Rei assumed that he was a Nike fan because both the brown cap and baggy sweatshirt that her companion wore were of that brand. She speculated that the boy was about sixteen because of his small frame, and wondered why he was traveling alone. At that, Rei smirked at herself, realizing that her tendency to assume had surfaced again. She then redirected her thoughts to seeing her ten-year-old daughter and Vince, her boyfriend of five years again after a month of separation.
She was just scoffing at herself when she thought of Vince as her boyfriend for she considered herself too old to be having "boyfriends" when the sobbing started.
Initially, she was surprised at the movements from her still companion but took that to be him re-adjusting himself in his seat. Then the shuddering started, and small sobs could be heard coming from beneath the bill of the brown Nike cap. That was when Rei knew that the boy was crying. She did not think that the youngster would cry out loud like that if he were awake, and so concluded that he had indeed fallen asleep after the bus pulled out from the station.
The strangled sounds pulled at her heart. He sounded like a wounded animal and all she wanted to do was to take the pain away. She tried again, "Sshh. . . it's okay. . . it's just a dream."
Whether he heard her or not, Rei did not know, but he did move closer to her and laid his head beneath her shoulder for comfort. Feeling awkward and clumsy, and surprisingly okay with the situation otherwise, Rei put out a hand and patted her companion's arm soothingly. The sobbing soon stopped, but the head still remained on the makeshift pillow. Strangely, Rei did not mind the foreign burden and, acting as though she let strangers sleep in her arms everyday, she shut her eyes to get some sleep herself.
A pair of eyelids cracked open to reveal dazed blue eyes to the glory of dawn. Rei blinked, and in a span of a few seconds, made out where she was. Her right side was feeling numb and she itched to stand up and stretch herself. It was only half past five, eight more hours to go until they reached their destination. The body beside hers stirred as well, and a sleepy hand reached up to take off the cap to reveal more of the blonde hair that she had spied briefly last night before the sun had set.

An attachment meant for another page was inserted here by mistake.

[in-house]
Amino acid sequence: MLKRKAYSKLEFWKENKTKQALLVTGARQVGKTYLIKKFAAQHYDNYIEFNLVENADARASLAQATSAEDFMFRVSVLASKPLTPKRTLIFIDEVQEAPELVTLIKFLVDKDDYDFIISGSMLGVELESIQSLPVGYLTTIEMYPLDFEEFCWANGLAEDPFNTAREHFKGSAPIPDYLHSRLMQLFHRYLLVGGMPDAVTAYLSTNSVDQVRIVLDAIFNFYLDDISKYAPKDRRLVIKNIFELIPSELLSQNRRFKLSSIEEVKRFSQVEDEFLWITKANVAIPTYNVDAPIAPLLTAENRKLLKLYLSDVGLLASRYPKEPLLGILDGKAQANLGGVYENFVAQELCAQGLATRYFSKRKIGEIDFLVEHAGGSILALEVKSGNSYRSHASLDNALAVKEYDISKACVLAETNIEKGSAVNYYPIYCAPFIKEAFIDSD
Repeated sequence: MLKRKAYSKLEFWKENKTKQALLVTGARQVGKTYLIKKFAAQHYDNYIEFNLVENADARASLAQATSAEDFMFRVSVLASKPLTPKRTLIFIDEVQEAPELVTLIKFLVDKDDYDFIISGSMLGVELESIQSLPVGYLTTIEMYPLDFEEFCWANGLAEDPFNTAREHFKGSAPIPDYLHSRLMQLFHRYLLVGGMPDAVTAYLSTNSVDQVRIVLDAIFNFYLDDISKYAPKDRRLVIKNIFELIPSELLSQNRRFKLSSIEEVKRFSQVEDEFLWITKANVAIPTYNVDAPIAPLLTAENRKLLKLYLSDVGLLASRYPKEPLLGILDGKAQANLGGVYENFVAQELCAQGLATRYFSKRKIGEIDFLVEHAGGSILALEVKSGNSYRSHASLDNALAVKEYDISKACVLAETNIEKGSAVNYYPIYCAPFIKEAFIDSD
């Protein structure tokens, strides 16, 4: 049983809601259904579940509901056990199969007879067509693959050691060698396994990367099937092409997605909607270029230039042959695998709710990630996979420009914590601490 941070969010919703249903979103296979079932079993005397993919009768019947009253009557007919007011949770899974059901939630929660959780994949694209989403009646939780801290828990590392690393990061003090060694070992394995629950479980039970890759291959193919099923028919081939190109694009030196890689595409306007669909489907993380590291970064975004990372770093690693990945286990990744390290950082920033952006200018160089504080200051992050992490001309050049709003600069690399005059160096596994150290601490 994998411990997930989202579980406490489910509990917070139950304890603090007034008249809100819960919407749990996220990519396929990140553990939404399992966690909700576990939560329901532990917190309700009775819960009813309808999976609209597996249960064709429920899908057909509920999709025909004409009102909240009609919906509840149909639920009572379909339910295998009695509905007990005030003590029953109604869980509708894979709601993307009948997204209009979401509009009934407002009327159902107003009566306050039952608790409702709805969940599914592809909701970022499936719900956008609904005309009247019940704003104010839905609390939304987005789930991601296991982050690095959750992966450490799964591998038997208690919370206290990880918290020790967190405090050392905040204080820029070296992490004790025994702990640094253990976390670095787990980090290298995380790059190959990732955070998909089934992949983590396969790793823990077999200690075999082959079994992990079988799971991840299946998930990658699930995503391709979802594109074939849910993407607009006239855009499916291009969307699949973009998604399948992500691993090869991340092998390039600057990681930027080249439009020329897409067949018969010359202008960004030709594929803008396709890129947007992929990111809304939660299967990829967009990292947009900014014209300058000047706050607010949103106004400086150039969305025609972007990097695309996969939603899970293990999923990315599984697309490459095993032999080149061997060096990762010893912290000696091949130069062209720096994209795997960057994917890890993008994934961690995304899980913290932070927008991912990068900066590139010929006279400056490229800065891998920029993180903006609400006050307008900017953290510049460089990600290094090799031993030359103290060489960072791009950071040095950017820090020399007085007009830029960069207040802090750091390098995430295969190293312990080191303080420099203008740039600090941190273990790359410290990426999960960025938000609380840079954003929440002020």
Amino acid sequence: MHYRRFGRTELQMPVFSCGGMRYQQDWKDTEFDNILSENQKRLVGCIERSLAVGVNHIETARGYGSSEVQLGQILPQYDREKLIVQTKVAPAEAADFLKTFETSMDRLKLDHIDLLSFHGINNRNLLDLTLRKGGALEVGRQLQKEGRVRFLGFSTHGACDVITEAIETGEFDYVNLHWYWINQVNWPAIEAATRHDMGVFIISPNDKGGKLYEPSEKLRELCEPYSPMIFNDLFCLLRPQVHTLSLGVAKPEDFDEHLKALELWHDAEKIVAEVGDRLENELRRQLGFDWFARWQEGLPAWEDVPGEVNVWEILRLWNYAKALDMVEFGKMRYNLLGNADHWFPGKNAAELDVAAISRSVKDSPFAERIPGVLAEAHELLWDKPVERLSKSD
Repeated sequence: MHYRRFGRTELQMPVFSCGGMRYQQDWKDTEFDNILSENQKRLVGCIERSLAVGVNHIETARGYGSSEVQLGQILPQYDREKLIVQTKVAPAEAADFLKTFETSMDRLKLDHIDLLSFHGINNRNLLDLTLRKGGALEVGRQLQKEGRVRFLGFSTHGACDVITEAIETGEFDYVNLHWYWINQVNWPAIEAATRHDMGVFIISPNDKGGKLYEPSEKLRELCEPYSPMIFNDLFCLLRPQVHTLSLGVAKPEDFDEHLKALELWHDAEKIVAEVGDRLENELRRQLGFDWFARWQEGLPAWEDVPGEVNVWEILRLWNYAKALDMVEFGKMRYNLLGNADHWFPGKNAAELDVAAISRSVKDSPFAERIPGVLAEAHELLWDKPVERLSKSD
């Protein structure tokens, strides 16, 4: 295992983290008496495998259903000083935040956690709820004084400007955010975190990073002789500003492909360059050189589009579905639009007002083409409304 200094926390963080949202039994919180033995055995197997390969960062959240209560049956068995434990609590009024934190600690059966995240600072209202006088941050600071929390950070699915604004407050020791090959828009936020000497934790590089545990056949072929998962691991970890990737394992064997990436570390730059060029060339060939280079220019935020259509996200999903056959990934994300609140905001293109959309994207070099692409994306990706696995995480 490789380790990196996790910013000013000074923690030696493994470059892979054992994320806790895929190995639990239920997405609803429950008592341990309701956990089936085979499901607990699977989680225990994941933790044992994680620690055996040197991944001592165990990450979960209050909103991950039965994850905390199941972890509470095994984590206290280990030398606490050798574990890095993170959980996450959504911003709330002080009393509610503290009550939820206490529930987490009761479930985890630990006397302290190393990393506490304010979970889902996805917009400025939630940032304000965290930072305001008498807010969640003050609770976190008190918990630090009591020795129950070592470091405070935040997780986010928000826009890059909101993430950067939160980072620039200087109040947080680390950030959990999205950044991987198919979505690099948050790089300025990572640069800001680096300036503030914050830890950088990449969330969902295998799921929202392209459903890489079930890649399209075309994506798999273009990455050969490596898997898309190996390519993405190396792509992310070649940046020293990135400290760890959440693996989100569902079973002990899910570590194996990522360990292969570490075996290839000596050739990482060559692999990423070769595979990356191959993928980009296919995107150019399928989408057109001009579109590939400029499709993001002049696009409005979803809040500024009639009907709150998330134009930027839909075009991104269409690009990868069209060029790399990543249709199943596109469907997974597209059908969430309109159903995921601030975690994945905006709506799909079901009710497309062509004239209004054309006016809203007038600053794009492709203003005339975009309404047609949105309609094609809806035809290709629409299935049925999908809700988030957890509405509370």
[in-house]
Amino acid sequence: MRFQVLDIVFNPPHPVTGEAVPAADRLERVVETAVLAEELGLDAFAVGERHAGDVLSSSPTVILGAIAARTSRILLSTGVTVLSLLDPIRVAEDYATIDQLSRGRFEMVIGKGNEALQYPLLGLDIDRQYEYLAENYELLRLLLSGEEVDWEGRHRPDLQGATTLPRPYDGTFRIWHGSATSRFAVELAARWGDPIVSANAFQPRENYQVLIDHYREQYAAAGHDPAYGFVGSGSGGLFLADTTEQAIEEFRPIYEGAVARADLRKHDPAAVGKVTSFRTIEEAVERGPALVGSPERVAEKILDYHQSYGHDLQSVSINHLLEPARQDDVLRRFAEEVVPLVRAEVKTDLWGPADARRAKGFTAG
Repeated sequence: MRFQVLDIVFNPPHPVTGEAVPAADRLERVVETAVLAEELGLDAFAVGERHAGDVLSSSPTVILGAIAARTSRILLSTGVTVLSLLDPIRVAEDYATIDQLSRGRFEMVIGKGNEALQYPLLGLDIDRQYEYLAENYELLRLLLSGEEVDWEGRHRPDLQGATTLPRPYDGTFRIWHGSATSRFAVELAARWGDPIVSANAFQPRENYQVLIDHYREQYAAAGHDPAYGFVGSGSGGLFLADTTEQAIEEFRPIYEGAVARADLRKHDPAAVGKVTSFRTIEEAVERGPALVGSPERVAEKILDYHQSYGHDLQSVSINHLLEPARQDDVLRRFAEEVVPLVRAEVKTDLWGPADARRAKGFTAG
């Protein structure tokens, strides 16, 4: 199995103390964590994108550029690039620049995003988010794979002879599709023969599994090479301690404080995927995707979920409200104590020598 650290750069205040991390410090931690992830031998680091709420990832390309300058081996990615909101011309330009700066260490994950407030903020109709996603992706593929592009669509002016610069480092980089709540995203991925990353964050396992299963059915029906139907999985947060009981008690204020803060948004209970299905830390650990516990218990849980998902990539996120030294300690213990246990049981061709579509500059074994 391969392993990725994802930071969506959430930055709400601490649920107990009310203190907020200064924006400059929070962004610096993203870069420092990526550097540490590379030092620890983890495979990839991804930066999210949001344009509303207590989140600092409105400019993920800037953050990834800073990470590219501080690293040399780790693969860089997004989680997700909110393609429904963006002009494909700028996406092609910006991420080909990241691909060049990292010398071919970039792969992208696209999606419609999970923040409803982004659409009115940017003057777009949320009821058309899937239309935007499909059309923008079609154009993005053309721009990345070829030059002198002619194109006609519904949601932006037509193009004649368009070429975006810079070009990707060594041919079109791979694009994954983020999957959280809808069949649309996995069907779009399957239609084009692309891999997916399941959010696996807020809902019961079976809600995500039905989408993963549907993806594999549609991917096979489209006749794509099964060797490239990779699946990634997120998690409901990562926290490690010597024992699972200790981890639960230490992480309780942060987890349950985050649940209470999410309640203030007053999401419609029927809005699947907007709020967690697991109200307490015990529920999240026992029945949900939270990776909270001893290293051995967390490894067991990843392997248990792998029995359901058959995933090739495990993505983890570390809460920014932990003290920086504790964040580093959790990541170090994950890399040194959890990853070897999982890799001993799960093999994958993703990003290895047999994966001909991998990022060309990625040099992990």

Slender fingers brushed through the tousled hair as the half-awaken head removed itself from its pillow. Rei said a silent prayer for that allowed her to pop her neck. Startled by the sound that movement caused, Flick looked up into a strange pair of eyes and realized with a start that she had been resting her head for hours at least, on someone she had never seen before in her entire life. The inane thought that came to her was how her companion's voice fitted her appearance perfectly.
Rei, on the other hand, was shocked to realize that it was a girl instead of a boy who was in those baggy clothes.
"I - I'm sorry," they both blurted out simultaneously, suddenly fully conscious of what had happened the night before, in the shroud of darkness. It was all right for a stranger to seek comfort in another and for a stranger to give comfort to another in the darkness. But now, in the light, it seemed awkward. Neither knew if they had crossed the other's boundary in ignorance and both did not know how to act towards the other.
The coach pulled up at a gas station for another stop along the way. Some passengers started making their way down to use the toilet, get a drink or just to stretch themselves. Rei felt the urge to relieve herself as well, but did not want to leave the coach abruptly, just in case her companion took it the wrong way.
"I hope you don't mind," she started hurriedly, "You were crying. . . then you fell asleep. . . I mean, you didn't actually wake up. . ." Rei screwed up her face in frustration when her sentences came out disjointed. What was it that happened? She could not think clearly when she had more urgent needs to settle.
"No of course not." Flick replied hurriedly, thinking to herself that her voice sounded a little funny and cleared her throat a little. So that was what happened. She did not know how she could have mistaken a stranger for her pillow and hoped that it was not her nature to go around sleeping comfortably in any old person's arms. "I'm the one who should apologize, sleeping on you like that." She looked visibly uncomfortable but knew that it was not the woman's fault.
Both women smiled at each other hesitantly. "No worries." Rei shrugged, stood up abruptly, and started moving towards the coach door. Flick got up and followed her companion.
Once out, Flick sighed as she stretched herself, straightening out all the kinks in her body. She watched the dark haired woman walk to the toilet and took out her slightly flatten pack of cigarettes and a box of matches. Lighting one up, the blonde took a deep drag and started blowing smoke rings.